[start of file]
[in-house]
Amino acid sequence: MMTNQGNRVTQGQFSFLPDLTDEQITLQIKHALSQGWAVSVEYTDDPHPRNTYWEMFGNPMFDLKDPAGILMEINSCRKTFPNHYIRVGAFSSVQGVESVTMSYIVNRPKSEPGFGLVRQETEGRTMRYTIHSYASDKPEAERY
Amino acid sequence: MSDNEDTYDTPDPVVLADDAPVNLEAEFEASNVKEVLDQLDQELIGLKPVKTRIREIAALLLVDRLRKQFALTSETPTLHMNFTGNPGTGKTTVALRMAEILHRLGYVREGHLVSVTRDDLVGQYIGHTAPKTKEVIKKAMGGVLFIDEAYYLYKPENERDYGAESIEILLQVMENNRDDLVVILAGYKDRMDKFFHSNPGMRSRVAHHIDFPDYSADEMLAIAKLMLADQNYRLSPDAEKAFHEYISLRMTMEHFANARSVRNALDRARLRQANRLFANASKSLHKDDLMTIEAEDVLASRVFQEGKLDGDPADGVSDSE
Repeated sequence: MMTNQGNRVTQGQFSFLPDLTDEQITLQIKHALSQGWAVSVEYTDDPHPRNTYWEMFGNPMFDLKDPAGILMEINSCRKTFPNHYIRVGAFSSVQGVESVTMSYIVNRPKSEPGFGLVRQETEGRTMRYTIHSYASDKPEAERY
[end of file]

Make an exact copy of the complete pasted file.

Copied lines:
[in-house]
Amino acid sequence: MMTNQGNRVTQGQFSFLPDLTDEQITLQIKHALSQGWAVSVEYTDDPHPRNTYWEMFGNPMFDLKDPAGILMEINSCRKTFPNHYIRVGAFSSVQGVESVTMSYIVNRPKSEPGFGLVRQETEGRTMRYTIHSYASDKPEAERY
Amino acid sequence: MSDNEDTYDTPDPVVLADDAPVNLEAEFEASNVKEVLDQLDQELIGLKPVKTRIREIAALLLVDRLRKQFALTSETPTLHMNFTGNPGTGKTTVALRMAEILHRLGYVREGHLVSVTRDDLVGQYIGHTAPKTKEVIKKAMGGVLFIDEAYYLYKPENERDYGAESIEILLQVMENNRDDLVVILAGYKDRMDKFFHSNPGMRSRVAHHIDFPDYSADEMLAIAKLMLADQNYRLSPDAEKAFHEYISLRMTMEHFANARSVRNALDRARLRQANRLFANASKSLHKDDLMTIEAEDVLASRVFQEGKLDGDPADGVSDSE
Repeated sequence: MMTNQGNRVTQGQFSFLPDLTDEQITLQIKHALSQGWAVSVEYTDDPHPRNTYWEMFGNPMFDLKDPAGILMEINSCRKTFPNHYIRVGAFSSVQGVESVTMSYIVNRPKSEPGFGLVRQETEGRTMRYTIHSYASDKPEAERY